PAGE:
Sequence listing basics

What is a sequence listing?

A sequence listing provides a standardized means of presenting the entirety of biological sequence data that is disclosed in a patent application in a single document. More specifically, it includes a list of the nucleotide (DNA or RNA) and/or amino acid protein sequences that are described in a patent application by enumeration of their residues and that meet sequence length thresholds.

Sequence listings enable biological sequence data in patent applications to be collected and transmitted to search databases that are used by the United States Patent and Trademark Office (USPTO) and by the public. It is therefore important that all of the biological sequences that meet the criteria set forth in the relevant standard (see below), regardless of whether they are naturally occurring, artificially synthesized, or randomly generated for exemplary purposes be included in the sequence listing. Biological sequences serve as prior art and as references for future research and innovation. The presentation of the biological sequence data in the standardized format of a sequence listing facilitates both publication and inclusion in searchable databases.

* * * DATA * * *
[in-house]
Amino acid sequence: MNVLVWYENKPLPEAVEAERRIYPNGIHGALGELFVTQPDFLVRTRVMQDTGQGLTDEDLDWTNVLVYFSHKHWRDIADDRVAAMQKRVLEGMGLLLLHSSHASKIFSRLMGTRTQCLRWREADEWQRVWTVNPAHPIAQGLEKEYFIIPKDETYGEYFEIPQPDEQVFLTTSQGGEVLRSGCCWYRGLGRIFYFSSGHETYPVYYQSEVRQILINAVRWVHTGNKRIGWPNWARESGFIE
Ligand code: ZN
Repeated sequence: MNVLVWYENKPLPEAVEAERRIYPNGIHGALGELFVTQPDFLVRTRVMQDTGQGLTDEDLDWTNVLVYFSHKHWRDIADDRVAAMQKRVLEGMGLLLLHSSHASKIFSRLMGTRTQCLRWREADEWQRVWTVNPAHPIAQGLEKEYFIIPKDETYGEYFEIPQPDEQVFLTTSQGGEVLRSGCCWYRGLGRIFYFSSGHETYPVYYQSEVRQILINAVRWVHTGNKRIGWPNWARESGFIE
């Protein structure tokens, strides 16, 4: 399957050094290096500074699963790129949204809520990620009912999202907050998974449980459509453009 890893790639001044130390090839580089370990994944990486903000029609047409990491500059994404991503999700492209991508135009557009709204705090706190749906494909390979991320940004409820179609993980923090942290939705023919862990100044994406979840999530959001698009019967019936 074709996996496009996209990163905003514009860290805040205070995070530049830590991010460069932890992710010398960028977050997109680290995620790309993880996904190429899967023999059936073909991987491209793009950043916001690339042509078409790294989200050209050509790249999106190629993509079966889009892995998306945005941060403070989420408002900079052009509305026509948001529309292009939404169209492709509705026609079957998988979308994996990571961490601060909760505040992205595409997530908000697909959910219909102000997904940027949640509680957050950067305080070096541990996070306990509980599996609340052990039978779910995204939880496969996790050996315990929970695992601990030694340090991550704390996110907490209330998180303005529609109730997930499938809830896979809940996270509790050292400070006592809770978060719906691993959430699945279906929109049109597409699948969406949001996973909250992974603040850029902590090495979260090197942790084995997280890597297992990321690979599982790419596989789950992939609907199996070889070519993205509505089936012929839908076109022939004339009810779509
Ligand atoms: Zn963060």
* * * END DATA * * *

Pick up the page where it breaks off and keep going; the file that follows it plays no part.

Currently, the international standard for this sequence listing is World Intellectual Property Organization (WIPO) Standard ST.25. The current USPTO regulations regarding sequence listings (see 37 CFR 1.821 – 1.825) are based on ST.25. However, a new international standard, WIPO Standard ST.26, is being implemented internationally.  The USPTO has adopted this standard and revised its regulations accordingly (see 37 CFR 1.831-1.835).